Taranaki Both Barrels July 2019
Following the end of the hunting season for ducks we’ve seen good numbers of mallards during recent wetland visits, indicating that there is a strong base population of birds going into the breeding season.
If the current wet conditions continue on into spring there will be plenty of shallow casual water for newly hatched broods to feed in, leading to good survival and a healthy population of ducks for next season.
Likewise, pairs of paradise shelduck are now dotted around the landscape holding territories on a whole range of swampy areas in readiness for the coming breeding season.
All in all, this has to be pretty good news for gamebird hunters.
Above Right: Mallards enjoy the morning sun on a wetland east of Stratford.
Why not drive a few pukeko?
The end of the duck season also means there is more time to help farmers out by undertaking pukeko drives in areas where they earlier caused damage to newly planted maize crops in particular.
With a few mates and their dogs, pukeko drives can provide challenging hunting as the birds flush from thick cover.
As our population monitoring shows, the wetter parts of the region on the northern and eastern slopes of Mt. Taranaki hold the most birds.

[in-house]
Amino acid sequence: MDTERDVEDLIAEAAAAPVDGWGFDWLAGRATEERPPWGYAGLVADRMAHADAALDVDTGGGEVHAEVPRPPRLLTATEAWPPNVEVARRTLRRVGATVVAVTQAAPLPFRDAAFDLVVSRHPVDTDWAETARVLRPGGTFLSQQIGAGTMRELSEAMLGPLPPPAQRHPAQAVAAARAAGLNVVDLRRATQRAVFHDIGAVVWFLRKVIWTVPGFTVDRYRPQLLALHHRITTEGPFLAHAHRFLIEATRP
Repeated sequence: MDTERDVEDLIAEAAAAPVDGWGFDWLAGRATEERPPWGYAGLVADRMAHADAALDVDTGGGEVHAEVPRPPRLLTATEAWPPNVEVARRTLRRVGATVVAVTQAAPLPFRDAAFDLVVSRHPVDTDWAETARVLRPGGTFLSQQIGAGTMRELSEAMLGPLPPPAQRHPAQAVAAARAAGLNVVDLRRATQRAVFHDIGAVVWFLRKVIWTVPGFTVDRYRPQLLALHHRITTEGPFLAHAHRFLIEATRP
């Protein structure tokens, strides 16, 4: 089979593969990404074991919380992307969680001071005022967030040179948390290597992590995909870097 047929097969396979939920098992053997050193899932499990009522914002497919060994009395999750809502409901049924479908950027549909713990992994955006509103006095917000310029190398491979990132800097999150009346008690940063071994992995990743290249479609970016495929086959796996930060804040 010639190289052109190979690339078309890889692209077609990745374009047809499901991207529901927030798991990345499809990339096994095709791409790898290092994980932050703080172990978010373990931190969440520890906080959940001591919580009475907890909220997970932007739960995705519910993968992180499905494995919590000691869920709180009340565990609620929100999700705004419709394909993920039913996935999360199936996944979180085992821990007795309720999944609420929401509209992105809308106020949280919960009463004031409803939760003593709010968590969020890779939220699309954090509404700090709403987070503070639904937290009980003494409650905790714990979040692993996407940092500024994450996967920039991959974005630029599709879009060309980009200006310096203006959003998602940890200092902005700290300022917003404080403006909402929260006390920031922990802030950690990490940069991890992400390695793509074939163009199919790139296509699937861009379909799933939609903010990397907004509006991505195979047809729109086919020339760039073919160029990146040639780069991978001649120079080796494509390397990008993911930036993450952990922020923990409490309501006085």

It’s also well worth taking the breast meat from pukeko, which is great sliced into strips and barbecued, baked, casseroled or made into game soup.
Pukeko can be hunted in Taranaki through until Sunday August 25, with a daily bag limit of 10 in Area C and 5 in Areas A & B.
Chasing pheasant still an option
Cock pheasant (and California quail) can also be hunted in Taranaki through to August 25.
Access permits to hunt in the Nukumaru Recreation Reserve and Harakeke Forest are available from Fish & Game’s Whanganui office.
In other parts of the region, backcountry areas with scrub and rough fringe cover are holding reasonable numbers of pheasant and a drive in the early morning or late afternoon to locate birds and then seek landholder permission can result in some good hunting opportunities.
Reminder on duck band details
Please remember to send in any details of duck bands.
If you've successfully harvested a duck with a band on its leg, we need your help.
This information is crucial to our research - so please provide as much detail as possible.
This is for our records only, you can fill out an on-line form via the link below and submit it, or post your band details (not band) to: Fish & Game, Private Bag 3010, Rotorua 3046; or to the National Banding Office, PO Box 108, Wellington 6140, or ring the free phone number 0800 BIRD BAND (0800-247322).
All band returns go into a draw for a top quality duck hunting jacket plus a six-pack of state of the art decoys generously donated by Hunting & Fishing in conjunction with the U.S. waterfowling company Banded Holdings Ltd.
Allen Stancliff, Taranaki Fish & Game Officer.